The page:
With graduation time right around the corner for most of my senior friends, I've been thinking about what happens after college more than ever. Entering the 'real world' is scary, to say the least, especially since most of us have been acclimating to campuses that do not represent how an actual job works. Whatever your next step is, choosing what you want to do for the rest of your life is no easy feat.
When I first entered college, summer of 2016, I was sure I knew what I wanted to be, a general surgeon. I was a hard worker, who had graduated top of my high school class in academics and extracurriculars. If anyone could survive the intense pre-med track of college courses, followed by years and years of medical school and residency it was going to be me. So I signed up for classes and began my journey to become a surgeon, that is until I took my first college biology class and realized that medicine was just not for me.
Fast forward to changing my major from Biology to Nursing and then from Philosophy to History, finally ending up on the major that was just right for me, English. You see, I had always loved writing and reading but I never thought that I could make a career out of it. After being introduced to my university's Odyssey Online community, I realized that I could take the skills I was good at and apply them to whatever career I wanted. I think that a lot of time, college students think that their major defines and limits what they can do in the future. Sure, certain major can help develop skills that will be useful in specific lines of work but it doesn't mean that if you don't major in Public Relations that you couldn't one day, work in that field.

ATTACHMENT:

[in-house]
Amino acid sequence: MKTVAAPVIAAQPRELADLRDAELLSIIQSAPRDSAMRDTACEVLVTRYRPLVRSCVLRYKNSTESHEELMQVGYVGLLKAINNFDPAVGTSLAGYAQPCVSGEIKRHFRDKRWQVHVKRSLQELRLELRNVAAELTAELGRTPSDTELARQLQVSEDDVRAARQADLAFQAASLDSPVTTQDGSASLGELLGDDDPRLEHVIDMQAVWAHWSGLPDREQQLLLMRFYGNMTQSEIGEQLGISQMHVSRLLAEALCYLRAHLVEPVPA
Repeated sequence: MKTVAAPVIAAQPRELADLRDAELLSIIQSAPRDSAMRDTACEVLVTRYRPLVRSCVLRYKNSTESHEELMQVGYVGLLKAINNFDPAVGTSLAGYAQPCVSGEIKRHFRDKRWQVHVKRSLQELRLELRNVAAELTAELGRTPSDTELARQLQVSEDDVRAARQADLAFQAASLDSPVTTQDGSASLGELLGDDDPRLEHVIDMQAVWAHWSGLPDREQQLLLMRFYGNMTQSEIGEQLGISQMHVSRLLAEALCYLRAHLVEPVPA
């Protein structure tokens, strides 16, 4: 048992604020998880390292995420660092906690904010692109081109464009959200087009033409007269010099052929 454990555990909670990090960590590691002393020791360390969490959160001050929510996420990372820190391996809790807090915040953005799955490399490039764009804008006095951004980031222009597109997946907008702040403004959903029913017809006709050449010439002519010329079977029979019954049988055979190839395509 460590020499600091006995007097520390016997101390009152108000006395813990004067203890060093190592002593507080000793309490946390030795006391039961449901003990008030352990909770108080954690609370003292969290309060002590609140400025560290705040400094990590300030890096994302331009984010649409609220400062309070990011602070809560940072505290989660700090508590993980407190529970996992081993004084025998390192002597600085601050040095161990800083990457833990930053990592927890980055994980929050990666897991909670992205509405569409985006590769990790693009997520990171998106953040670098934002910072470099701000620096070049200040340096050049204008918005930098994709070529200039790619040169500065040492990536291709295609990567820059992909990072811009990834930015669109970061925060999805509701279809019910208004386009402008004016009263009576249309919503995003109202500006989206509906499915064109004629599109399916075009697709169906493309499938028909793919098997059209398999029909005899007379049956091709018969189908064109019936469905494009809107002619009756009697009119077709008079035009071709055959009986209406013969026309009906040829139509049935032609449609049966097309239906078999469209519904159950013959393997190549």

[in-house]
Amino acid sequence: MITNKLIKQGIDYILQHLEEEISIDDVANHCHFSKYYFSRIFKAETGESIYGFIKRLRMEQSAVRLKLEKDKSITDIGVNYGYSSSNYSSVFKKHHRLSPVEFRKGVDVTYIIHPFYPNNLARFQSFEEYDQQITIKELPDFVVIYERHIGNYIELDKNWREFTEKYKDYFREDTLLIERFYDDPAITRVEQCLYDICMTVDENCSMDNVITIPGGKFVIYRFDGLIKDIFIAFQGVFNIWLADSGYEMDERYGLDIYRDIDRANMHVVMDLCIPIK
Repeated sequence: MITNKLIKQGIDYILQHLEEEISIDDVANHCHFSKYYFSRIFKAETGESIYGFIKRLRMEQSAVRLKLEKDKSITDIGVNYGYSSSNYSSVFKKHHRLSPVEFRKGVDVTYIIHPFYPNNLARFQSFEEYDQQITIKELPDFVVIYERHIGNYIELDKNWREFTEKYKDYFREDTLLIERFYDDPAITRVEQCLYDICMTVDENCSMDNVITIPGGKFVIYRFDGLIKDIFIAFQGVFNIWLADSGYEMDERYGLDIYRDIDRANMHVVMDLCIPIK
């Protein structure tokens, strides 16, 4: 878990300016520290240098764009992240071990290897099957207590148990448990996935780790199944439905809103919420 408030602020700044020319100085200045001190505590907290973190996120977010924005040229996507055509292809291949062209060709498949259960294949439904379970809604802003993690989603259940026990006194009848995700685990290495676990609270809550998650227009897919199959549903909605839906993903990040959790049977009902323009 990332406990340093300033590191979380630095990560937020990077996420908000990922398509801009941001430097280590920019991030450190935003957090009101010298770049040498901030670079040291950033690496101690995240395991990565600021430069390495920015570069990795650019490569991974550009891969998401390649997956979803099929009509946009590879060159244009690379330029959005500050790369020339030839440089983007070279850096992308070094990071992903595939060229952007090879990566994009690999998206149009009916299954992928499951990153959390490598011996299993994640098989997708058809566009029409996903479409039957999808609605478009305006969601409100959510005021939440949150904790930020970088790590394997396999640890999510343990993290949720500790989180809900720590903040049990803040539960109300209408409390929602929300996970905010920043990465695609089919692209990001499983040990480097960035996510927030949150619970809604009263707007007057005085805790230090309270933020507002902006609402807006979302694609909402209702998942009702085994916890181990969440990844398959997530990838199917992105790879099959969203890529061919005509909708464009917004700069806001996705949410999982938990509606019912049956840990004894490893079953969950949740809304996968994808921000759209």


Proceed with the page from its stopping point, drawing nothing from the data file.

This all being said, my desire to become a doctor has come and gone. Instead, I have found another area of interest - law. I know that some of you who are reading this, might not understand my interest in this field, but just hear me out. I've always wanted to help people, and while I'm not exactly sure what kind of law I'd want to practice, I know that I could use my skills to excel in this field. Majoring in English has allowed me to explore a variety of time periods and social movements while juggling hundreds of pages of reading and developing my critical thinking skills along the way. I've been fortunate to study what I love and find a way to apply it to my future career.
College goes by a lot faster than you think, but don't rush into a major, rather figure out what interests you. Find an area of expertise that can help develop your skills and maybe even steer you into a new career direction. It's doesn't matter if you walk in on the first day of classes, knowing exactly what you want to do with your life, or if you're like me, and it takes you three years and five major changes. You have the rest of your life to figure it out, so stop worrying about the future and instead explore any avenue you can.